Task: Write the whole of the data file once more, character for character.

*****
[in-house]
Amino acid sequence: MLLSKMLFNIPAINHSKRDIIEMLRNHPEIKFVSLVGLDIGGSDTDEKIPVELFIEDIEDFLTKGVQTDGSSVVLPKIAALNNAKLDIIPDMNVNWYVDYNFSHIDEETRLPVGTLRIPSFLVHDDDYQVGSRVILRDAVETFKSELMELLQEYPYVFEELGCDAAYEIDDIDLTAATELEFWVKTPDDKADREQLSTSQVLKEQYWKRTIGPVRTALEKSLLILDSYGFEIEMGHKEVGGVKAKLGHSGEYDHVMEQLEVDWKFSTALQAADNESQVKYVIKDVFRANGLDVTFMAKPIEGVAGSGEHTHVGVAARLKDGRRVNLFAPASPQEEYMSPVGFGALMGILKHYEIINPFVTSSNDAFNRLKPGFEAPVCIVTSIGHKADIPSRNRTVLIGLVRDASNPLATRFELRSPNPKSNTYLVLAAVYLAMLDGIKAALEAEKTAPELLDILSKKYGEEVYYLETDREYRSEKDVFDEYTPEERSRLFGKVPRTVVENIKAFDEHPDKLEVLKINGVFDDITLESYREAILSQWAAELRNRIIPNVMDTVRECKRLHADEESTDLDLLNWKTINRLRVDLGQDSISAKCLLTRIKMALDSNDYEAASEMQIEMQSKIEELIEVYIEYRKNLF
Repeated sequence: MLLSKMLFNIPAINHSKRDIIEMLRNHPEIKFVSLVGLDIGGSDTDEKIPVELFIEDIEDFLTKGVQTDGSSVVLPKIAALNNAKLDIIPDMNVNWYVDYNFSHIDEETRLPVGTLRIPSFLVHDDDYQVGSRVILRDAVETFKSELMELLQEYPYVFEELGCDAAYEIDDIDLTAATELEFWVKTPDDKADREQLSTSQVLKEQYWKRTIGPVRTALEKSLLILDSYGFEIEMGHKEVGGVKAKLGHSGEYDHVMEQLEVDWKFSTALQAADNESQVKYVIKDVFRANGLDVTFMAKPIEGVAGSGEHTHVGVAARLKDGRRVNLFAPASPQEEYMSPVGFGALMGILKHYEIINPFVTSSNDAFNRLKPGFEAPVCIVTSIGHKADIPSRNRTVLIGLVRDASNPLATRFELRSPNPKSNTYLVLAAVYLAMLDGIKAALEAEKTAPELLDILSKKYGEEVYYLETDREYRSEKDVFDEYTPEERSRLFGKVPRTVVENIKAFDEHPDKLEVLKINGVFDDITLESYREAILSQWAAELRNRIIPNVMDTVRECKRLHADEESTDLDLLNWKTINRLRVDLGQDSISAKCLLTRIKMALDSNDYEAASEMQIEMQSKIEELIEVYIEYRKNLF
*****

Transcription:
[in-house]
Amino acid sequence: MLLSKMLFNIPAINHSKRDIIEMLRNHPEIKFVSLVGLDIGGSDTDEKIPVELFIEDIEDFLTKGVQTDGSSVVLPKIAALNNAKLDIIPDMNVNWYVDYNFSHIDEETRLPVGTLRIPSFLVHDDDYQVGSRVILRDAVETFKSELMELLQEYPYVFEELGCDAAYEIDDIDLTAATELEFWVKTPDDKADREQLSTSQVLKEQYWKRTIGPVRTALEKSLLILDSYGFEIEMGHKEVGGVKAKLGHSGEYDHVMEQLEVDWKFSTALQAADNESQVKYVIKDVFRANGLDVTFMAKPIEGVAGSGEHTHVGVAARLKDGRRVNLFAPASPQEEYMSPVGFGALMGILKHYEIINPFVTSSNDAFNRLKPGFEAPVCIVTSIGHKADIPSRNRTVLIGLVRDASNPLATRFELRSPNPKSNTYLVLAAVYLAMLDGIKAALEAEKTAPELLDILSKKYGEEVYYLETDREYRSEKDVFDEYTPEERSRLFGKVPRTVVENIKAFDEHPDKLEVLKINGVFDDITLESYREAILSQWAAELRNRIIPNVMDTVRECKRLHADEESTDLDLLNWKTINRLRVDLGQDSISAKCLLTRIKMALDSNDYEAASEMQIEMQSKIEELIEVYIEYRKNLF
Repeated sequence: MLLSKMLFNIPAINHSKRDIIEMLRNHPEIKFVSLVGLDIGGSDTDEKIPVELFIEDIEDFLTKGVQTDGSSVVLPKIAALNNAKLDIIPDMNVNWYVDYNFSHIDEETRLPVGTLRIPSFLVHDDDYQVGSRVILRDAVETFKSELMELLQEYPYVFEELGCDAAYEIDDIDLTAATELEFWVKTPDDKADREQLSTSQVLKEQYWKRTIGPVRTALEKSLLILDSYGFEIEMGHKEVGGVKAKLGHSGEYDHVMEQLEVDWKFSTALQAADNESQVKYVIKDVFRANGLDVTFMAKPIEGVAGSGEHTHVGVAARLKDGRRVNLFAPASPQEEYMSPVGFGALMGILKHYEIINPFVTSSNDAFNRLKPGFEAPVCIVTSIGHKADIPSRNRTVLIGLVRDASNPLATRFELRSPNPKSNTYLVLAAVYLAMLDGIKAALEAEKTAPELLDILSKKYGEEVYYLETDREYRSEKDVFDEYTPEERSRLFGKVPRTVVENIKAFDEHPDKLEVLKINGVFDDITLESYREAILSQWAAELRNRIIPNVMDTVRECKRLHADEESTDLDLLNWKTINRLRVDLGQDSISAKCLLTRIKMALDSNDYEAASEMQIEMQSKIEELIEVYIEYRKNLF